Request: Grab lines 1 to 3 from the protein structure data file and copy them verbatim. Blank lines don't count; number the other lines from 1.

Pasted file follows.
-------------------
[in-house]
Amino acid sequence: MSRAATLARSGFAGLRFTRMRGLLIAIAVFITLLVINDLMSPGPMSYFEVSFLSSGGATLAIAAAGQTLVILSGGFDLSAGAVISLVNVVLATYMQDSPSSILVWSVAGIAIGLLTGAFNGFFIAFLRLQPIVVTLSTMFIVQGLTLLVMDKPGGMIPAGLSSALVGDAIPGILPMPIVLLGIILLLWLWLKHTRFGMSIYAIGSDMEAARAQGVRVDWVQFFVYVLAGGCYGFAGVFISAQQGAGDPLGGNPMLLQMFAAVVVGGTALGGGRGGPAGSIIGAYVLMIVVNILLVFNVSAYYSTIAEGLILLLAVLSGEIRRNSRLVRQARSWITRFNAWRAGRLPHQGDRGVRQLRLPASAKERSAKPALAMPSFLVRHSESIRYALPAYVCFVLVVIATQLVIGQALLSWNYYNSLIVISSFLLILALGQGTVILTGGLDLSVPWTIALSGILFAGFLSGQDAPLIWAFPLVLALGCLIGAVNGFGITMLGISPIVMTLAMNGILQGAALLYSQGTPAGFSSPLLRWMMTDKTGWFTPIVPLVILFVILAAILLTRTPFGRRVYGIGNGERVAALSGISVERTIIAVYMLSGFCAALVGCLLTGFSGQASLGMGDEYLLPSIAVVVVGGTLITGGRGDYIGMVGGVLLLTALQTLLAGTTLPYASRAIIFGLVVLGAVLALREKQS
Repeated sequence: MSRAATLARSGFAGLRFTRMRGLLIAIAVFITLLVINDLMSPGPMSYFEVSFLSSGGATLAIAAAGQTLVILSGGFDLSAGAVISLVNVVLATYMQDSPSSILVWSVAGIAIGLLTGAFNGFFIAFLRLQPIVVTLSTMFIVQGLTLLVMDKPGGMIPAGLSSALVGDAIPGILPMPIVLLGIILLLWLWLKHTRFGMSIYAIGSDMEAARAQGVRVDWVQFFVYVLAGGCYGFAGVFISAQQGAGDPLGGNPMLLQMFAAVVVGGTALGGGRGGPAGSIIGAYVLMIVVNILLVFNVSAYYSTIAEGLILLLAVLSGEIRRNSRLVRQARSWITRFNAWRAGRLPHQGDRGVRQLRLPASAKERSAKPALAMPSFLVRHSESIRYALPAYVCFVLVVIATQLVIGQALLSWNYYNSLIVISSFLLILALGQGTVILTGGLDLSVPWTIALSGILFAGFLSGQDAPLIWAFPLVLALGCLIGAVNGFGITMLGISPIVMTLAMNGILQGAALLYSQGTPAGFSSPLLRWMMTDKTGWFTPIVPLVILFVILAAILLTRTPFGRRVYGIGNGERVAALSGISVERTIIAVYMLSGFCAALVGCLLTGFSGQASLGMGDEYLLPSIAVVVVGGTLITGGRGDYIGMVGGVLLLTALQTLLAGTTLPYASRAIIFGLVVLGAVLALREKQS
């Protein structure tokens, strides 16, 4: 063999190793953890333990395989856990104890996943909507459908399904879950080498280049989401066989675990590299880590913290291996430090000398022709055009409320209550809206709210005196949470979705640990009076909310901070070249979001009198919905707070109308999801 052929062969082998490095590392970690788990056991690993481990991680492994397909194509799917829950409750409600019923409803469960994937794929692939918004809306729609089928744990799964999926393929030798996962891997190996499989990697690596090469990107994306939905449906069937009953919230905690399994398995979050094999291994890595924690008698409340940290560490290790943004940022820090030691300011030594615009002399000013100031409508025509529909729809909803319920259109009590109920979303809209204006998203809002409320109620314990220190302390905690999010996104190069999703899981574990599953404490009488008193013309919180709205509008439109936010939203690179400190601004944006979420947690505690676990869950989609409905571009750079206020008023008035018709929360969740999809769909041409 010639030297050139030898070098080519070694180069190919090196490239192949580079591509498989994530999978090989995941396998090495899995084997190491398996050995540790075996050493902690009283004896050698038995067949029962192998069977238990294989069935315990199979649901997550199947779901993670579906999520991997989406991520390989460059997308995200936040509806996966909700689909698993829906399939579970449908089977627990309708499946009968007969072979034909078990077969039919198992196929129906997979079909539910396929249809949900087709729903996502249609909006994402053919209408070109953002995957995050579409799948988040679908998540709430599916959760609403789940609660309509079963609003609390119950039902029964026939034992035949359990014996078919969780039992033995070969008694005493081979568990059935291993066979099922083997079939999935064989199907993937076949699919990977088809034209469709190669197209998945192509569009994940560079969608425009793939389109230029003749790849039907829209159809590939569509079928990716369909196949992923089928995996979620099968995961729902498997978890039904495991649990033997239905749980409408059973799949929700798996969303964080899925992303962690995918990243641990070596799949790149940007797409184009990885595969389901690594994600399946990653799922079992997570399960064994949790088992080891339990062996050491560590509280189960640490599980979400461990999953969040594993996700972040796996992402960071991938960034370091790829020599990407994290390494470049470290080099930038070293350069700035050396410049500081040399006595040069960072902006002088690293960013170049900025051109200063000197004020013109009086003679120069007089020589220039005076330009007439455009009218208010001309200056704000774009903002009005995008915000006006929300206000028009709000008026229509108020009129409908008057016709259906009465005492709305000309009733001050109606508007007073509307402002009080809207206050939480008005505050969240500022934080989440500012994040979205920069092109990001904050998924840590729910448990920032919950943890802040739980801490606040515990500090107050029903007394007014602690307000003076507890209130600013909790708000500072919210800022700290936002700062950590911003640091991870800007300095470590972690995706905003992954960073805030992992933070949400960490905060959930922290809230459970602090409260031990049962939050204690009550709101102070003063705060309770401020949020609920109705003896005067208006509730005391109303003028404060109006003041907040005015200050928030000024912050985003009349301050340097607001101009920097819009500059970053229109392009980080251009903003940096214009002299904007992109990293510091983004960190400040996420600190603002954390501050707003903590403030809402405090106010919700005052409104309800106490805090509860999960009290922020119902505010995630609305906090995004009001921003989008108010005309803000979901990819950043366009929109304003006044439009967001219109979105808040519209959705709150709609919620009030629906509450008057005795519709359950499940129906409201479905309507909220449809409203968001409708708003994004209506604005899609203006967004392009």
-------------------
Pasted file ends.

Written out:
[in-house]
Amino acid sequence: MSRAATLARSGFAGLRFTRMRGLLIAIAVFITLLVINDLMSPGPMSYFEVSFLSSGGATLAIAAAGQTLVILSGGFDLSAGAVISLVNVVLATYMQDSPSSILVWSVAGIAIGLLTGAFNGFFIAFLRLQPIVVTLSTMFIVQGLTLLVMDKPGGMIPAGLSSALVGDAIPGILPMPIVLLGIILLLWLWLKHTRFGMSIYAIGSDMEAARAQGVRVDWVQFFVYVLAGGCYGFAGVFISAQQGAGDPLGGNPMLLQMFAAVVVGGTALGGGRGGPAGSIIGAYVLMIVVNILLVFNVSAYYSTIAEGLILLLAVLSGEIRRNSRLVRQARSWITRFNAWRAGRLPHQGDRGVRQLRLPASAKERSAKPALAMPSFLVRHSESIRYALPAYVCFVLVVIATQLVIGQALLSWNYYNSLIVISSFLLILALGQGTVILTGGLDLSVPWTIALSGILFAGFLSGQDAPLIWAFPLVLALGCLIGAVNGFGITMLGISPIVMTLAMNGILQGAALLYSQGTPAGFSSPLLRWMMTDKTGWFTPIVPLVILFVILAAILLTRTPFGRRVYGIGNGERVAALSGISVERTIIAVYMLSGFCAALVGCLLTGFSGQASLGMGDEYLLPSIAVVVVGGTLITGGRGDYIGMVGGVLLLTALQTLLAGTTLPYASRAIIFGLVVLGAVLALREKQS
Repeated sequence: MSRAATLARSGFAGLRFTRMRGLLIAIAVFITLLVINDLMSPGPMSYFEVSFLSSGGATLAIAAAGQTLVILSGGFDLSAGAVISLVNVVLATYMQDSPSSILVWSVAGIAIGLLTGAFNGFFIAFLRLQPIVVTLSTMFIVQGLTLLVMDKPGGMIPAGLSSALVGDAIPGILPMPIVLLGIILLLWLWLKHTRFGMSIYAIGSDMEAARAQGVRVDWVQFFVYVLAGGCYGFAGVFISAQQGAGDPLGGNPMLLQMFAAVVVGGTALGGGRGGPAGSIIGAYVLMIVVNILLVFNVSAYYSTIAEGLILLLAVLSGEIRRNSRLVRQARSWITRFNAWRAGRLPHQGDRGVRQLRLPASAKERSAKPALAMPSFLVRHSESIRYALPAYVCFVLVVIATQLVIGQALLSWNYYNSLIVISSFLLILALGQGTVILTGGLDLSVPWTIALSGILFAGFLSGQDAPLIWAFPLVLALGCLIGAVNGFGITMLGISPIVMTLAMNGILQGAALLYSQGTPAGFSSPLLRWMMTDKTGWFTPIVPLVILFVILAAILLTRTPFGRRVYGIGNGERVAALSGISVERTIIAVYMLSGFCAALVGCLLTGFSGQASLGMGDEYLLPSIAVVVVGGTLITGGRGDYIGMVGGVLLLTALQTLLAGTTLPYASRAIIFGLVVLGAVLALREKQS